The Cretaceous Ocean Anoxic Event 2 (about 94 million years ago) is thought to be linked to extensive volcanism, which triggered a biogeochemical chain of events that eventually led to widespread marine anoxia and a remarkable increase in carbon burial in marine sediments. It has been suggested that the event was accompanied by a substantial decrease in atmospheric CO 2 concentrations, but the quantification of the drawdown remains controversial. Here we reconstruct atmospheric CO 2 concentrations throughout the ocean anoxic event from counts of the stomata in fossil leaves, and use terrestrial carbon isotopes to link the reconstruction to marine records of the event. We find that before the onset of ocean anoxia, atmospheric CO 2 concentrations increased by 20% over background levels of 370 +100 / 70 ppm. This was part of a long-term rise in atmospheric CO 2 levels, presumably caused by volcanism, which reached a peak of 500 +400 / 180 ppm. However, two pulses of extensive carbon burial during the ocean anoxic event, as indicated by positive carbon isotope excursions, are associated with decreased atmospheric CO 2 concentrations. We conclude that the sequestration of marine organic carbon led to a decrease in atmospheric CO 2 concentration of up to 26% during Ocean Anoxic Event 2.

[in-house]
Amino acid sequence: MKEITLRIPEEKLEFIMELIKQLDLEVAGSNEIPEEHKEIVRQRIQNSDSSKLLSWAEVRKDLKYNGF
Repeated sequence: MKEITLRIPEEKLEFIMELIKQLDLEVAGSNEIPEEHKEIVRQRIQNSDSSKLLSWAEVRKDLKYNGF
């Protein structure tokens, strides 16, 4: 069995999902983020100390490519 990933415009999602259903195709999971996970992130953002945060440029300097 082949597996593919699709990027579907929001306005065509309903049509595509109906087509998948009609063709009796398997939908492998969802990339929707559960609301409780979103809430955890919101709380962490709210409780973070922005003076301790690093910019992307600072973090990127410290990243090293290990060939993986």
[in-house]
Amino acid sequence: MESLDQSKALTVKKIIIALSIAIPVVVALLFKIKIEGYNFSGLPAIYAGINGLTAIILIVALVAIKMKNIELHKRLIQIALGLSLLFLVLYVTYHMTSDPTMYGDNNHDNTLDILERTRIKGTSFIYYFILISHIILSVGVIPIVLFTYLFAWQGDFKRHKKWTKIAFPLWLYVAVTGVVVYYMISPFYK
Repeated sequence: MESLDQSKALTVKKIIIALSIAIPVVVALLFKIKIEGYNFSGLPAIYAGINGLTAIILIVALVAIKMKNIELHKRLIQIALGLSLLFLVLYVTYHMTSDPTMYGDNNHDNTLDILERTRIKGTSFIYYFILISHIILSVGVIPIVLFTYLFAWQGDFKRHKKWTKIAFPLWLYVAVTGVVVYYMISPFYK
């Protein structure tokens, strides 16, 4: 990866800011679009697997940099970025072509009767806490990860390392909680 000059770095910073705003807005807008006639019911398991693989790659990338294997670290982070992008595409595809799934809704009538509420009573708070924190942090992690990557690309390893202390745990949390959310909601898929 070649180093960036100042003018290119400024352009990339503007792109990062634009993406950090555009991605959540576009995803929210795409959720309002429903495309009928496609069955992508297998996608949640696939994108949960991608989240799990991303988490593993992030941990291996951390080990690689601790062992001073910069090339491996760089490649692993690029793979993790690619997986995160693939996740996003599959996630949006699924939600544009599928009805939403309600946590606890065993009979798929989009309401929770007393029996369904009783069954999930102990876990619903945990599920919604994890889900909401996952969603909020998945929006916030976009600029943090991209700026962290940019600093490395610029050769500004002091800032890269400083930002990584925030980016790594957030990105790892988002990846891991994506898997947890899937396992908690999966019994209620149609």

ASJC Scopus subject areas
- Earth and Planetary Sciences(all)